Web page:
DeMatha coach Elijah Brooks recalled Thursday how he told McFarland the same thing when he was coming out of middle school. At the time, the Stags had three Division I prospects at running back in seniors Taiwan Deal and Mark Allen, as well as Harrison, a sophomore.

"At the time, Anthony knew the obstacles he would face, but he chose DeMatha because it was the most realistic situation to what college is going to be," Brooks said. "He knew that he was going to be an All-American [in high school] and he was going to be courted by all the top universities around the country and no matter you go, they have talent."

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It didn't faze McFarland, then or now.

Nor does he come into his first healthy college season big-headed.

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"Ever since I was a kid, I was used to playing against players just as good as me … so I never want people to think I'm coming in thinking I want to be that guy. I just want to make plays and help my team win football games," McFarland said. "It's one of the big reasons I came here."

By his sophomore year at DeMatha, as he was rushing for 1,124 yards and averaging better than 10 yards a carry, the offers started pouring in. Ranked the No. 3 running back in the country as a junior, McFarland eventually chose Maryland over Penn State, Alabama and Georgia.

Even after he broke his leg before his senior year, McFarland knew he wanted to be a Terp.

"Everybody knows I was up here all the time after school," he said. "I would be, 'I'm just going to go up to Maryland and chill with [assistant coach] Aazaar [Abdul-Rahim], Durkin, some of the team. I kept doing that and I would go home and realize, 'I feel comfortable here.'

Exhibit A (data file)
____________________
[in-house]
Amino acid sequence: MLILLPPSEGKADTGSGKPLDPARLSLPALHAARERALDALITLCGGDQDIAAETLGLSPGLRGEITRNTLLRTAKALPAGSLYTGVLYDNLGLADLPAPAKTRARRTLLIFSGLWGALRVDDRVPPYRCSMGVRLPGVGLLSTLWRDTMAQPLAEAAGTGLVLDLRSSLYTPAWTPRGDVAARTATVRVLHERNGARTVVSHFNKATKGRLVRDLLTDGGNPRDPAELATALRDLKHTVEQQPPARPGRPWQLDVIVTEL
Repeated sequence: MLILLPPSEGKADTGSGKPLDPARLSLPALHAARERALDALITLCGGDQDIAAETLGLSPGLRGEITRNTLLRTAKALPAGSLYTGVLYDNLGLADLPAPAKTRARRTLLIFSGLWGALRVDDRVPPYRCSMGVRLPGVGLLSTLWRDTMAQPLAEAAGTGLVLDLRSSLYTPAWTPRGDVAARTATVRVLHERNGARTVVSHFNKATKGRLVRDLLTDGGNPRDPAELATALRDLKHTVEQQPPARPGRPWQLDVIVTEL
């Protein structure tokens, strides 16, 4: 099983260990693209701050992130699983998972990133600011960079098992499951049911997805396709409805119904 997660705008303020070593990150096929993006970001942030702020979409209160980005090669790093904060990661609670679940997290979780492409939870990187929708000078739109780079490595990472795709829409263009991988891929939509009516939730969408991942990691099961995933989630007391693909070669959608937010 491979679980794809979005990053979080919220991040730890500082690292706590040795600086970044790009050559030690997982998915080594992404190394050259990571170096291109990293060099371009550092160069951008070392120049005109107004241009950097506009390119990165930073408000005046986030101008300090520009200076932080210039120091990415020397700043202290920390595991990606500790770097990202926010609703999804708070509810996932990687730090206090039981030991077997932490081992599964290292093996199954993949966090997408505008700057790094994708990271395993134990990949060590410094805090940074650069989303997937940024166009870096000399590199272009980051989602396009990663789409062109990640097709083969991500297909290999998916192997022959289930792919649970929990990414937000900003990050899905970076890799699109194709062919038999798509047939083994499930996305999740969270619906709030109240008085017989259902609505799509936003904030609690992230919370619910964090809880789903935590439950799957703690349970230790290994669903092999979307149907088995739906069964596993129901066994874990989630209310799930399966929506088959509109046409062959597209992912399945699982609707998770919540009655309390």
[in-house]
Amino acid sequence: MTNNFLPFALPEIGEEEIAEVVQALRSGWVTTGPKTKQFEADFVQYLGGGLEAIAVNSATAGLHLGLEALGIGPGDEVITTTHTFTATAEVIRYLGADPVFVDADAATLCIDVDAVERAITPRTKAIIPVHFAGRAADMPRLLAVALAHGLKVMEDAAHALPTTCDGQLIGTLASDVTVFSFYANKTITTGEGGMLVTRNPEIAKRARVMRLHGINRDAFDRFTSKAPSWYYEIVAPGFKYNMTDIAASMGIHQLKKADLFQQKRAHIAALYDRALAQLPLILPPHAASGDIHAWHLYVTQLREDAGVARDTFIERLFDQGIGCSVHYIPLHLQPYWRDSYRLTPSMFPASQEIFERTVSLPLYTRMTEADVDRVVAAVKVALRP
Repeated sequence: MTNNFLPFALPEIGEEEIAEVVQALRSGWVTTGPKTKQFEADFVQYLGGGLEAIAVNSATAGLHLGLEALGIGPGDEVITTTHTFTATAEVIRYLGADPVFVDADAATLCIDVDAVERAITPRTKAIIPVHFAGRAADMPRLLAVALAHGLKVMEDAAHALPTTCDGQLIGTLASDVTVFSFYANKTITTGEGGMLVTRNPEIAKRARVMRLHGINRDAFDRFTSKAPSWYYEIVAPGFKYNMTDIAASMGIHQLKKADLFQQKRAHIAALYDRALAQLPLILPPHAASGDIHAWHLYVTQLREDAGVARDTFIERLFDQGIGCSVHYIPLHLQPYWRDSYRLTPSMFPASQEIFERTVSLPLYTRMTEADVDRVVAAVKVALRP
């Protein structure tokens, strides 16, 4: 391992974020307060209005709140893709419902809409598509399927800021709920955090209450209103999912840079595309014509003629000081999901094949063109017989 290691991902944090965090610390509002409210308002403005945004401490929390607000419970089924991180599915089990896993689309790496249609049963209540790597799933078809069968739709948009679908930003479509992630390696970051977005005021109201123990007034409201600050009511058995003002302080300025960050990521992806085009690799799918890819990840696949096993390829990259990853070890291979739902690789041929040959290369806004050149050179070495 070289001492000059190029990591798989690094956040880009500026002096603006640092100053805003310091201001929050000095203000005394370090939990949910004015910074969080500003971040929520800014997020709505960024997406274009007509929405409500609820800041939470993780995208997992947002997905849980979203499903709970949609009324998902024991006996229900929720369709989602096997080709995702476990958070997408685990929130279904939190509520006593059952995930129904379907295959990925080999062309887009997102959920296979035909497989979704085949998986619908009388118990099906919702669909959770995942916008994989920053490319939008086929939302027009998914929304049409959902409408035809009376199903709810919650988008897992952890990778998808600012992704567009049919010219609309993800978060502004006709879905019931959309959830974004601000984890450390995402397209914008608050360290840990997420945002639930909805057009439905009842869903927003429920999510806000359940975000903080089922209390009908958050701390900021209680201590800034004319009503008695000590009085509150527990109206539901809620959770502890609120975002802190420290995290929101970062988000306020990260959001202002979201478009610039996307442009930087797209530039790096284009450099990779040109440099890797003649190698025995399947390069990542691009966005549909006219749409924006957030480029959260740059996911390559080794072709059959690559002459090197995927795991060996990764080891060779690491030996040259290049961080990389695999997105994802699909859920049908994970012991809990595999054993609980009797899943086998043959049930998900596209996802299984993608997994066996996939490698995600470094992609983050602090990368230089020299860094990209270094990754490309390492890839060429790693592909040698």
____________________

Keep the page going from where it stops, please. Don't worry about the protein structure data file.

"It's not like I'm going to visit somewhere like Miami or Alabama, just going somewhere and popping up on them one time. They would know I'm coming and they would prep to do this or do that. I just popped here all the time, sometimes I didn't even call Aazaar and say I was coming."

The scheme Canada installed since being hired in January was welcomed by McFarland.

"The offense kind of reminds me of what we ran at DeMatha my sophomore year," he said. "I feel like I fit well, it'll still early. I don't know what they're going to do or how they're going to use me, but I hope to have a big role and show that versatility.

"When Matt Canada came and kind of showed us how we're going to use our backs, I was a little happy about it, showing us off and not playing one back [at a time], having three backs on the field at the same time. It's a pretty good deal and I'm excited about the offense."

Exactly how McFarland is used will continue to evolve, but there have been indications that he could line up as a slot receiver or be used in a jet sweep as often, or even more often, than as a traditional running back, at least during Johnson's final season.

"That's how we used him," Brooks said. "He's so versatile. We used him in the return game, we used him in the backfield. Then when Lorenzo was in the backfield, we would put Anthony at the slot. It creates a tough matchup for defenses."

While the opener is still more than five months away, McFarland has already started to envision what it might be like. After growing up rooting for the Terps — "watching Stefon Diggs, Vernon Davis and Shawne Merriman" — McFarland is ready to be the next in line.

"I want to be a role model to kids and show that you can do what you want to do in your backyard," he said, "You can win national championships in your backyard, you can win Big Ten championships in your backyard. You just got to get everybody from here to stay home, just like these other universities do … and they come and do great things. I definitely feel confident that we can do that here."